In numerous other articles, I have noted that the substance use evaluation (SUE) is really the foundation of a Michigan driver’s license restoration or clearance case. While true, that’s also a rather general observation, because there is actually a specific section of the SUE that is really critical to the outcome of a license appeal: the prognosis. The importance of the prognosis cannot be overstated, as it is the evaluator’s professional judgment about how likely the subject is to remain alcohol-free for life.
This is important, because winning a driver’s license restoration or clearance appeal requires a person to prove that he or she has not consumed any alcohol (or drugs) for a legally “sufficient” period of time (our firm typically requires a client to have at least 18 months’ of clean time before we’ll move forward with a case) and that they have both the ability and the commitment to never drink again. In that sense, the evaluator’s prognosis is really the main point and “bottom line” of a substance use evaluation.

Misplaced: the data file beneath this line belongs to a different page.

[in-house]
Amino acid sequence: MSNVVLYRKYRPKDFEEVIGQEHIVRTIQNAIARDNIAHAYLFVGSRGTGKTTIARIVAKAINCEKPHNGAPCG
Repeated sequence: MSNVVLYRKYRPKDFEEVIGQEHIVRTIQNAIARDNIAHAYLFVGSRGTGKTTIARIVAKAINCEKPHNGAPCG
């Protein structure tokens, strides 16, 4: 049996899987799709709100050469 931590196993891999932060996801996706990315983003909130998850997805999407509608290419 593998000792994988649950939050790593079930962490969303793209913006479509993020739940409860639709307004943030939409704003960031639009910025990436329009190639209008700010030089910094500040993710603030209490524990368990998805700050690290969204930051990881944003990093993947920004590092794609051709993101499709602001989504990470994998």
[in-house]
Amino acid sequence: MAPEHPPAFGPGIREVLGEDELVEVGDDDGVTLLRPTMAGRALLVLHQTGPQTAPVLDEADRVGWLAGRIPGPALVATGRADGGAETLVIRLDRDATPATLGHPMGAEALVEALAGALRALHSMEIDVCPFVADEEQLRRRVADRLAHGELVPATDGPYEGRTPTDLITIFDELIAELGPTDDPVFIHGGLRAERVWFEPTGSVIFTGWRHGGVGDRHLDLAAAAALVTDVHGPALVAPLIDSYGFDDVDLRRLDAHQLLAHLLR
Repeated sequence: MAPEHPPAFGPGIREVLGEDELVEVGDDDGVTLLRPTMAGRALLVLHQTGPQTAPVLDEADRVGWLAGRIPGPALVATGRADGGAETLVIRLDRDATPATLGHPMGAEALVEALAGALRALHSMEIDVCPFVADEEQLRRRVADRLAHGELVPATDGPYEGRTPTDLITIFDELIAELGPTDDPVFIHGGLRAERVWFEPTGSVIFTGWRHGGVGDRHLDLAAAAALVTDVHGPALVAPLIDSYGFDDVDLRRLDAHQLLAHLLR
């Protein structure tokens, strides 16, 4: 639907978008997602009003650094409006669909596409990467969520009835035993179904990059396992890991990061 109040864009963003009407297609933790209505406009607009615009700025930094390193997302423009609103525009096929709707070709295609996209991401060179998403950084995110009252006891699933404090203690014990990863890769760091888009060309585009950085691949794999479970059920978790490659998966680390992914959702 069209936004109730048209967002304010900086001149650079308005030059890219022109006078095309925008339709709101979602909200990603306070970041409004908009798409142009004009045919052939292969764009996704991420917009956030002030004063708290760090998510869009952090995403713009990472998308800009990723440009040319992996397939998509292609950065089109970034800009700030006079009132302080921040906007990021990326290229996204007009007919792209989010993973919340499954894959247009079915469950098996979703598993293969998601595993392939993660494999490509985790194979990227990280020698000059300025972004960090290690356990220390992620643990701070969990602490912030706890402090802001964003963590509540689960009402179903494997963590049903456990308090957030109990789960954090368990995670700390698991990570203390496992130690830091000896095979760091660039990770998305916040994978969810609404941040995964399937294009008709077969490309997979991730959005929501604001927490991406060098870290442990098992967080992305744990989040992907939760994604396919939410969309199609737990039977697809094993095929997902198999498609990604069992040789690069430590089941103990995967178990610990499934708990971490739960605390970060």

A person MUST have a favorable prognosis in order to win a license appeal, but, like so much else involved in these cases, there is a lot more to all of this, and much of it is rather subtle. That brings us to the real point of this article: a prognosis must be good enough to win, but when it seems too good to be true, it’s no good at all. This most often becomes an issue when an evaluator gives someone an “excellent” prognosis. It may seem counter-intuitive, but a prognosis of “excellent” can often be a problem, rather than a good thing.